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Thromb Haemost. 2010 Nov;104(5):1049-54. doi: 10.1160/TH10-05-0277. Epub 2010 Aug 30.

Incidental venous thromboembolism in ambulatory cancer patients receiving chemotherapy.

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  • 1Department of Medicine and Aging, Centre for Aging Sciences, University GD'AnnunzioFoundation, Chieti, Italy. mdinisio@unich.it


While the association between cancer and symptomatic venous thromboembolism (VTE) is well established, the incidence and risk factors for incidental VTE in cancer patients remain unclear. The medical records of 1,921 consecutive cancer patients starting chemotherapy from January 2003 up to March 2009 were identified. Patients with a positive history of VTE were excluded. Pre-existing signs of VTE, kind and stage of malignancy, first and subsequent lines of chemotherapy, and all follow-up computed tomography (CT) scans were analysed. The primary outcome was incidental VTE. Overall, there were 101 (5.3%) VTE, 62 (3.2%) incidental and 39 (2.0%) symptomatic during a median of eight months (range 3-72). The incidence on CT scans was 0.58% (95%CI: 0.44-0.74). Incidental VTE included 24 pulmonary embolism, 28 deep venous thrombosis of the extremities, and 10 thromboses of the cava or splanchnic veins. Half of the incidental VTE occurred in the first 3-6 months of chemotherapy with a relatively higher incidence in gynecological and lung cancers. The presence of metastases, high leukocyte count, and platin-based chemotherapy increased the risk up to three-fold. All patients with incidental VTE regardless the location received half to full therapeutic doses of low-molecular-weight heparin for a minimum of three months. In summary, incidental VTE is a relative common finding in patients with solid tumours, especially in the first months of chemotherapy. Further research is needed to understand the natural history of incidental thrombosis in order to develop adequate management guidelines.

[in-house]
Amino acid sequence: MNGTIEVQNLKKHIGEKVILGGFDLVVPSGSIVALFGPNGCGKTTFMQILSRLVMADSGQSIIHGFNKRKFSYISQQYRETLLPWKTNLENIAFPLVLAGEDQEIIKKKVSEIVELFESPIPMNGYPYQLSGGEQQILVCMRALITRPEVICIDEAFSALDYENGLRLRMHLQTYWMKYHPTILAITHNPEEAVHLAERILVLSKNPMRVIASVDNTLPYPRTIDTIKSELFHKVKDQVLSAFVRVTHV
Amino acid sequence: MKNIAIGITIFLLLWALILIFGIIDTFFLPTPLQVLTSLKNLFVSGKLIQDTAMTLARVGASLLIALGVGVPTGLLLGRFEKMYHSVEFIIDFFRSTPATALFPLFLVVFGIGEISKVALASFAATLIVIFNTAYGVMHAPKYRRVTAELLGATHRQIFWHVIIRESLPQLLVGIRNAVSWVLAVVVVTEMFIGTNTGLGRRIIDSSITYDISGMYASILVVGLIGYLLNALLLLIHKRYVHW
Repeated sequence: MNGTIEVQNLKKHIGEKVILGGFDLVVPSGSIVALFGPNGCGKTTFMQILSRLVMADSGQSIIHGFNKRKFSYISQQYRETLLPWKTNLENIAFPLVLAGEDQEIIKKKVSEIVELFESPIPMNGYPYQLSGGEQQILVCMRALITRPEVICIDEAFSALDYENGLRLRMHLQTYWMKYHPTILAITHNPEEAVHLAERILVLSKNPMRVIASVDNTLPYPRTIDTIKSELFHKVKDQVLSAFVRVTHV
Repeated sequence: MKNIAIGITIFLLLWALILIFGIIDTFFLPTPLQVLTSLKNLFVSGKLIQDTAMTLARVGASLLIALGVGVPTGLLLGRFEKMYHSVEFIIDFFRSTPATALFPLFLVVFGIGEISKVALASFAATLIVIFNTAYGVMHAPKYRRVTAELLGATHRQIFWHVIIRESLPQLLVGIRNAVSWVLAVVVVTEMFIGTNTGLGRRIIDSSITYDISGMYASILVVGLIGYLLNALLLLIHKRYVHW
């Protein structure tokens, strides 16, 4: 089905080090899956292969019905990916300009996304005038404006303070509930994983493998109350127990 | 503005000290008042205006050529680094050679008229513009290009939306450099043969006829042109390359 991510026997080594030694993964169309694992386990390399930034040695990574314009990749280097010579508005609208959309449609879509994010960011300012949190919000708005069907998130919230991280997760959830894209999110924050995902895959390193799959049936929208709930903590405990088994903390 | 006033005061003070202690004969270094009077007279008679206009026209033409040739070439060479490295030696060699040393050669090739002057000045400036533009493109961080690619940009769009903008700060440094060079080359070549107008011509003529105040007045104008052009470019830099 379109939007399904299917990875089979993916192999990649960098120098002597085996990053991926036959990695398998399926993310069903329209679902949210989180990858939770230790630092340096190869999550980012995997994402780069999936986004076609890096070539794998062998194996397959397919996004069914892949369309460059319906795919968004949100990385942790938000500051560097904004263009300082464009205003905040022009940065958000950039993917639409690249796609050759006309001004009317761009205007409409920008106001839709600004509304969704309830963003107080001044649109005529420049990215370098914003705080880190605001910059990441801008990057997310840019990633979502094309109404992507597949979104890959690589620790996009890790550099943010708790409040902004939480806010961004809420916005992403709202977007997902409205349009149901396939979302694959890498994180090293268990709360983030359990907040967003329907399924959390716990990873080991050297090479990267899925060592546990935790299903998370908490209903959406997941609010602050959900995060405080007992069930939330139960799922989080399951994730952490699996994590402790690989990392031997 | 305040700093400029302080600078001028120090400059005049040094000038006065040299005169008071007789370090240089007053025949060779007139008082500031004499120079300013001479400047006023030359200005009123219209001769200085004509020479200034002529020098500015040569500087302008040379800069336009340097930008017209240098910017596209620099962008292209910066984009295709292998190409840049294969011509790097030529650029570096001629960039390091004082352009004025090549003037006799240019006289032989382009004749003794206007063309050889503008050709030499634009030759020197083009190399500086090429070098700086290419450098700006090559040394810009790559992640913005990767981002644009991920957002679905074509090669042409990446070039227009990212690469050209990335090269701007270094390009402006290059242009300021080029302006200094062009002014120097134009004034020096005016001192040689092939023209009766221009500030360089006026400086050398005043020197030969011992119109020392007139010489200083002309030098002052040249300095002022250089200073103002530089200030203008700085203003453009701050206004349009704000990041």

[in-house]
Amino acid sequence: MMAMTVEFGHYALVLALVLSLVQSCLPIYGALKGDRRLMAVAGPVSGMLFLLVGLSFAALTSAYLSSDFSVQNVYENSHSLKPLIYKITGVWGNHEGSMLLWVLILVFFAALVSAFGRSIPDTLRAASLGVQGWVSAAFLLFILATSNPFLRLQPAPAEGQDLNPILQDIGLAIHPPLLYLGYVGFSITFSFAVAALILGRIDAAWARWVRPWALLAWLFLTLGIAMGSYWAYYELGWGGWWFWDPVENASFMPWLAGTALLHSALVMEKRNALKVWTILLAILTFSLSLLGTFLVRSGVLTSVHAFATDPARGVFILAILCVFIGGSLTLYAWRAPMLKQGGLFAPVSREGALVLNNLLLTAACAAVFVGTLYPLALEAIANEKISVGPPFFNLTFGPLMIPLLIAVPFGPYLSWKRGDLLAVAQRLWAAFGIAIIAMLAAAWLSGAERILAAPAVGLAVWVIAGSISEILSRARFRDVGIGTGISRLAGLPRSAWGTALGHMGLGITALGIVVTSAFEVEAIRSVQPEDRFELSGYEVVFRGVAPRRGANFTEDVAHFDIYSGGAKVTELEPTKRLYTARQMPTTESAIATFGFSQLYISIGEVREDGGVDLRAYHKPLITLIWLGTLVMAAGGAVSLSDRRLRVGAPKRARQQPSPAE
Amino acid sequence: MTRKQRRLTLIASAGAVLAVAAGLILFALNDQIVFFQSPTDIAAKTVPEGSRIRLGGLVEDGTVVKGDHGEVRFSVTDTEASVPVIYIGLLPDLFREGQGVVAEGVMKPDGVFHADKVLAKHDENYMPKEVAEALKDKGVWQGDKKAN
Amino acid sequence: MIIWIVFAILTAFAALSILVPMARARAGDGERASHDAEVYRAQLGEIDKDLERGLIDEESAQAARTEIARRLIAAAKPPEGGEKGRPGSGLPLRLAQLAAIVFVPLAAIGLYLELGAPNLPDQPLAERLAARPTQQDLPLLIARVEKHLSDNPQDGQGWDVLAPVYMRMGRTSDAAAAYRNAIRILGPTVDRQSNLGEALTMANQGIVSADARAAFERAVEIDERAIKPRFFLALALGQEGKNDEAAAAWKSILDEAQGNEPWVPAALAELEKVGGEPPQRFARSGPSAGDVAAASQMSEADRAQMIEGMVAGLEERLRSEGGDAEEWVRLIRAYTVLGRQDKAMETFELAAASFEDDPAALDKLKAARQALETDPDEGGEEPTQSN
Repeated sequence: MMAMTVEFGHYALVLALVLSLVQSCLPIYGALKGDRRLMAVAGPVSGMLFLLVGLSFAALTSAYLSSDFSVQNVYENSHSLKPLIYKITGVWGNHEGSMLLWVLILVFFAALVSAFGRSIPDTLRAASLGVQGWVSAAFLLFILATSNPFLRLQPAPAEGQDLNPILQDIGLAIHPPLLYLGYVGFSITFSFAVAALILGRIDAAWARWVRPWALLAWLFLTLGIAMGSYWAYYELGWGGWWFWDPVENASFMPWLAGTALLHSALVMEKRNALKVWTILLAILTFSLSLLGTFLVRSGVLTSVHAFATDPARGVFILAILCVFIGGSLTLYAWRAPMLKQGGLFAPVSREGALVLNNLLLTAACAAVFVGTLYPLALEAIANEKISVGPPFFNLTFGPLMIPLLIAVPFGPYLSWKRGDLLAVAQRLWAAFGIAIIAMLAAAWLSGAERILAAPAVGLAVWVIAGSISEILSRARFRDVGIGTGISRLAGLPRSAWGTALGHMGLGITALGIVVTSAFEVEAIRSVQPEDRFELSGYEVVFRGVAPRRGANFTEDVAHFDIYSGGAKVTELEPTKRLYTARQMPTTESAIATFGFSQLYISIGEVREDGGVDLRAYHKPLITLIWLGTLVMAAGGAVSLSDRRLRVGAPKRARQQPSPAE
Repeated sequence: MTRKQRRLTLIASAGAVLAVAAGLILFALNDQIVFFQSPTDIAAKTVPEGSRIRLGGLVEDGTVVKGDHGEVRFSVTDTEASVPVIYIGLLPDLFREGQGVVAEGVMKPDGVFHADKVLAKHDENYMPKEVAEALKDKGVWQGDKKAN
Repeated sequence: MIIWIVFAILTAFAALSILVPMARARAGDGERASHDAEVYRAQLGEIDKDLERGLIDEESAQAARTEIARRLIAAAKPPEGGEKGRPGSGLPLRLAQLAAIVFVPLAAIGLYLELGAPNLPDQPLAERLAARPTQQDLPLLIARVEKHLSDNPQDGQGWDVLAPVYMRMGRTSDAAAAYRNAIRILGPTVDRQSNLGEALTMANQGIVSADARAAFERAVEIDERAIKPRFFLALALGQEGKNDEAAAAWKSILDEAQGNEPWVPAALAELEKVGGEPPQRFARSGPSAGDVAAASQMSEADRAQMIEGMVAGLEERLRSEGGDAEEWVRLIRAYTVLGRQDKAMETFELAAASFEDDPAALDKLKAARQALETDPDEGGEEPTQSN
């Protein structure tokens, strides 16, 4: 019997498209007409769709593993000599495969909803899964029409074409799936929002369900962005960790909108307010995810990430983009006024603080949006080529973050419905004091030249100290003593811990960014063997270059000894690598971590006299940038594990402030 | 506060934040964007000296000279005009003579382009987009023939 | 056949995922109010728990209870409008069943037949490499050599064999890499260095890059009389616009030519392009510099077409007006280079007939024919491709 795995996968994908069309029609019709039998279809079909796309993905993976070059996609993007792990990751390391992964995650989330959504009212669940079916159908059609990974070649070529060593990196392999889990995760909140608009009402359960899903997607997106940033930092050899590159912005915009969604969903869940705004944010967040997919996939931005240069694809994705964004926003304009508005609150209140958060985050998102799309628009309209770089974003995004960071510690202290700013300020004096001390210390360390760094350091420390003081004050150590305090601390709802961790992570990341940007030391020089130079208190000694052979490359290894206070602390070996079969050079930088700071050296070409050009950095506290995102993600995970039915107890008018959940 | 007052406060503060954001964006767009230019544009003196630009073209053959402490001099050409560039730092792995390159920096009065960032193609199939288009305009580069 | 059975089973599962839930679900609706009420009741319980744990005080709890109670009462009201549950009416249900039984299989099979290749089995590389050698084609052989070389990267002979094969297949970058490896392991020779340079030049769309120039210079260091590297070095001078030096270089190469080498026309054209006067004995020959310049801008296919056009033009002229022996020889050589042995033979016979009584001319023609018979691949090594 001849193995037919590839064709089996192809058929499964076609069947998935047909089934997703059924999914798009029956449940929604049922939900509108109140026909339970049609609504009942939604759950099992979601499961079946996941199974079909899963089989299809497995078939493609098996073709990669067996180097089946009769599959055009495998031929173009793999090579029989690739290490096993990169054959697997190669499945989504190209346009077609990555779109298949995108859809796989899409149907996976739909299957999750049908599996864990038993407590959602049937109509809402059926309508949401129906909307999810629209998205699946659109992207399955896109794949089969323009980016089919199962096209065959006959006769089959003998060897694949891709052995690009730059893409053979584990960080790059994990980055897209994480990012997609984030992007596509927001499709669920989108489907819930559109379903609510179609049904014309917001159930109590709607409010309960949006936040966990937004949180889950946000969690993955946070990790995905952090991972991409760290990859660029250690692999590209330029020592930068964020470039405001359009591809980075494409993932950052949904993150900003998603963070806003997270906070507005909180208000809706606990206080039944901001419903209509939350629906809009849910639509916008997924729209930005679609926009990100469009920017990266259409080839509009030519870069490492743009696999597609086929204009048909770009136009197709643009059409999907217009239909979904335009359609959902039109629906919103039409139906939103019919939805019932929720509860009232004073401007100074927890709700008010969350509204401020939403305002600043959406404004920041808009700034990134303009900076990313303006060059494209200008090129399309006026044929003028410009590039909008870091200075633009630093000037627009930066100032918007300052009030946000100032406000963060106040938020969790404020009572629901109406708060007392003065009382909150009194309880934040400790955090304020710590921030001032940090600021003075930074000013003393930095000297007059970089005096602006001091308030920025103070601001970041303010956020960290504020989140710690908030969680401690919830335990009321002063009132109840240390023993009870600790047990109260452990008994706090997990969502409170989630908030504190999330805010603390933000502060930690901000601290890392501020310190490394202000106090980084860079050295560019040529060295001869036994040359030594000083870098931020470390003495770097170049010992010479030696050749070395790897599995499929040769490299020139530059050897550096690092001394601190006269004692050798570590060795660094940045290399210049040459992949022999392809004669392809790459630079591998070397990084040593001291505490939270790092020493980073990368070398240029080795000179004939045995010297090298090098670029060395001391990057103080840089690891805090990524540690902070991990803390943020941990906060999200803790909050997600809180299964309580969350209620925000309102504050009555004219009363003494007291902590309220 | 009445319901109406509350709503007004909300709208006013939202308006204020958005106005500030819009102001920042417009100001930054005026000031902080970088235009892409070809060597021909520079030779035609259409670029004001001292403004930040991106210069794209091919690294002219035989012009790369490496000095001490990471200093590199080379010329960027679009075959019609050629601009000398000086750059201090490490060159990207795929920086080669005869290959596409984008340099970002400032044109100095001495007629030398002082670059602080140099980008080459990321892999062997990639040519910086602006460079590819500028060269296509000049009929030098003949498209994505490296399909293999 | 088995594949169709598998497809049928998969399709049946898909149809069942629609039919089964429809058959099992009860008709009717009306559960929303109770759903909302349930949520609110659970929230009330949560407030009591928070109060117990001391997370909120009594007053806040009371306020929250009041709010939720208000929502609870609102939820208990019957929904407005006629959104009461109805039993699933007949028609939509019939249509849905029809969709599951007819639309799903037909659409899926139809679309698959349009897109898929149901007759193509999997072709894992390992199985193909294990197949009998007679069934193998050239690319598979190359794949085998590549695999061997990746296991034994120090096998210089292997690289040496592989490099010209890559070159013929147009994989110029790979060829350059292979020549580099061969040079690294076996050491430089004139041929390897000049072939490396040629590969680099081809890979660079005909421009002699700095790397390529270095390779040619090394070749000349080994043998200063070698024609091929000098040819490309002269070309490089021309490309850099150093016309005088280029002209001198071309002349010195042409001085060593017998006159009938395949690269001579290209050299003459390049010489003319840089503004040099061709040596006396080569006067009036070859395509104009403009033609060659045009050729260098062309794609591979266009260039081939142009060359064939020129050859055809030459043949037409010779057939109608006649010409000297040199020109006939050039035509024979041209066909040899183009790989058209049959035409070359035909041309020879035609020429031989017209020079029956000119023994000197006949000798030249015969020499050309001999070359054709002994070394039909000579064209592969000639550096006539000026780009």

[PubMed - indexed for MEDLINE]
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